Students at two Cheatham County elementary schools and one middle school are taking part in a pilot program designed to not only help improve their reading skills, but also radically change textbook distribution.
The myON reader from Capstone Digital engages students at all reading levels by providing a personalized reader-friendly environment that includes a list of over 2,000 enhanced digital books.
“It is wonderful to see these children so excited over learning,” said Dianne Williams, the district’s chief academic officer.
The program was initiated on March 19 for sixth-graders in Kristen Hagan’s language arts class at Sycamore Middle School and third-graders in Kelly Phillips’ class at East Cheatham Elementary School and Jonet Williams’ class at Ashland City Elementary School.
One of the features that drew interest was the online delivery and exchange of resources.
“In the near future all of our testing will be online, so we had to think of how we’re going to do that,” said Dianne Williams, noting the possibility of textbook delivery online in the near future.
Using funds from “First To The Top,” it took several months to get the program under way.
After learning about the myON reader, Williams said the county’s plan was revised to focus on language arts and to raise reading scores. There was a waiting period because state and federal approval on revisions to the plan was required before funds could be used for the investment.
One of the initial challenges was to find the right device for delivering the program to the students. The Kindle Fire was selected, and 80 were ordered.
The three classes were selected based on data that reflected needs for proficiency in language arts.
“The Kindles have really motivated my students to read,” said East Cheatham’s Phillips. “The students come in excited every day asking if we are working with the Kindles.”
At ACES, Jonet Williams has been thrilled with the response of her students, who look forward to activating their Kindles each day.
Williams likes being able to manage her class work through the Internet.
“I can find out what they’ve read, how much time they’ve spent reading, and see their assessment scores,” she said.
The teachers are also able to see their students’ successes and challenges, using the myON reader as a tool for flagging needs and reflecting ability levels.
“We can choose libraries for them that correlate with what we’re studying,” said Williams, citing a recent reading assignment on Benjamin Franklin and American symbols to reinforce what her students are learning in social studies.
Dianne Williams said Hagan is using the Kindles with three classes of sixth-grade language arts students at SMS, making sure that as many students as possible get a chance to experience the technology.
One of the side benefits is that the Kindles teach responsibility in taking proper care of the devices and in seeing that they’re properly recharged.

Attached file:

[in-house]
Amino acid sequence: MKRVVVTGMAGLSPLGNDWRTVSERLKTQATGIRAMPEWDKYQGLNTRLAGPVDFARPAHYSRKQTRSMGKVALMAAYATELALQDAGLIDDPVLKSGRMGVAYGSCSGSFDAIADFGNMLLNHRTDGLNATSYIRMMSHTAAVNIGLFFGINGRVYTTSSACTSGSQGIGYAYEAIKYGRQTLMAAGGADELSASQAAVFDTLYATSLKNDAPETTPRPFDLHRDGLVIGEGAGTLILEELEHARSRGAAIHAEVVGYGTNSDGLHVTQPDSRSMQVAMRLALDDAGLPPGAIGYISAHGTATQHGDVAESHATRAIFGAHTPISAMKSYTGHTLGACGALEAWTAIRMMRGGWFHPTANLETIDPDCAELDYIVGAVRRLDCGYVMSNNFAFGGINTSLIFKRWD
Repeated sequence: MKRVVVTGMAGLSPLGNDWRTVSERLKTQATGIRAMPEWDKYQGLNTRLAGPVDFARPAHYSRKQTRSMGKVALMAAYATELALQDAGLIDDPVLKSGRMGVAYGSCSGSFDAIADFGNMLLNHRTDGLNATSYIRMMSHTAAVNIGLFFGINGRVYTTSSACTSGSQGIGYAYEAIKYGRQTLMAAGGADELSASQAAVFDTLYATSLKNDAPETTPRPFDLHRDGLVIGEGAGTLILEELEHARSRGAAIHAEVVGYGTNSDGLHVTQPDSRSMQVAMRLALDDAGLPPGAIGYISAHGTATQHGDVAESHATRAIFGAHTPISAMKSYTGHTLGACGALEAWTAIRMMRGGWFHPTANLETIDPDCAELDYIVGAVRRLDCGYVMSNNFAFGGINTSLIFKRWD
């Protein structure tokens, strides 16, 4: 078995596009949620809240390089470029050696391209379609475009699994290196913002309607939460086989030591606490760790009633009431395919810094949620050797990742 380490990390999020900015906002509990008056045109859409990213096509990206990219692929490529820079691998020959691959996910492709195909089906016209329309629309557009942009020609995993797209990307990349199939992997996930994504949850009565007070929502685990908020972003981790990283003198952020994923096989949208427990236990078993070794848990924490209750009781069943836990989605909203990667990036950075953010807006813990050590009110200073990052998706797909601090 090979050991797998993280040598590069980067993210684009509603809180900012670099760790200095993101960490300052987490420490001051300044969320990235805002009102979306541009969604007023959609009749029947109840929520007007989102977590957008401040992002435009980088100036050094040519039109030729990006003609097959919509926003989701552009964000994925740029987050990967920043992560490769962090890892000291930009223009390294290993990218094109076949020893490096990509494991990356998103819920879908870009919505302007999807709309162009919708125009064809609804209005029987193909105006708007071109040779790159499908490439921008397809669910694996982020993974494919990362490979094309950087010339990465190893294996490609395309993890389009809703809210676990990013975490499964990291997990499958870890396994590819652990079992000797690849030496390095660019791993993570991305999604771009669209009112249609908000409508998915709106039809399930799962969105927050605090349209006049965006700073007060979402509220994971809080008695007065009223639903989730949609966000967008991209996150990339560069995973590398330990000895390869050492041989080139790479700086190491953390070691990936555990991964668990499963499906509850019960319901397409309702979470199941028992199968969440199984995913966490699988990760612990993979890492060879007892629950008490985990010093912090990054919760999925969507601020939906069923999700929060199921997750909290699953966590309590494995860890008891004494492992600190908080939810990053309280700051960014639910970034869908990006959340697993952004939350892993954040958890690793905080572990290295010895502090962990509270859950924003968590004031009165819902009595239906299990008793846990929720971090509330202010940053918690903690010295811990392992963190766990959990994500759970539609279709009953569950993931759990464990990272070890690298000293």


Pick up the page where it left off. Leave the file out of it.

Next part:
The myON reader offers comprehension testing after each book a student has finished, and after five books, the reader administers a test to measure the student’s learning.
The myON reader also helps administrators with identifying gaps in reading by grade levels as well as identifying at-risk groups.
Jonet Williams said her students have helped her with her technical proficiency as she’s gained more experience with her Kindle Fire.
“The kids are on their Kindle Fires, while I’m on the promethean board, and that gives us the chance to do research as we work together,” she said. “The questions that are given for testing are like those the students face with TCAP.”
She also likes having textbooks available online, including her teacher’s edition for each subject.
Looking to the future
Dianne Williams said the technology is the perfect opportunity for learning how to use textbooks online.
“At the end of the year we’ll take a look at what progress has been made, and we’ll get feedback from the teachers,” she said. “We’ll discuss any issues or concerns with using technology for delivery of textbooks.”
She said textbook delivery online might be introduced in phases.
“Our ultimate goal is for all grades through twelve to have this,” she said. “Preliminary planning says that it seems feasible within two years.”
Williams hopes to work out ways to open schools on some nights and at times during the summer to allow students to work with the program.
She has plans in the works to create a “Literature Circle” with eight fifth-graders that will function as a book club while encouraging reading proficiency.
What she finds most promising is that the myON program maximizes opportunity for continued learning and reading every day of the year, for those with Internet access.
“My hope is that teachers that have already started can continue with the Kindles and move kids using them up to next grade,” said Williams, hoping that more can be introduced to the program in the process.
By Randy Moomaw
Source: The Tennessean - http://goo.gl/tWzVS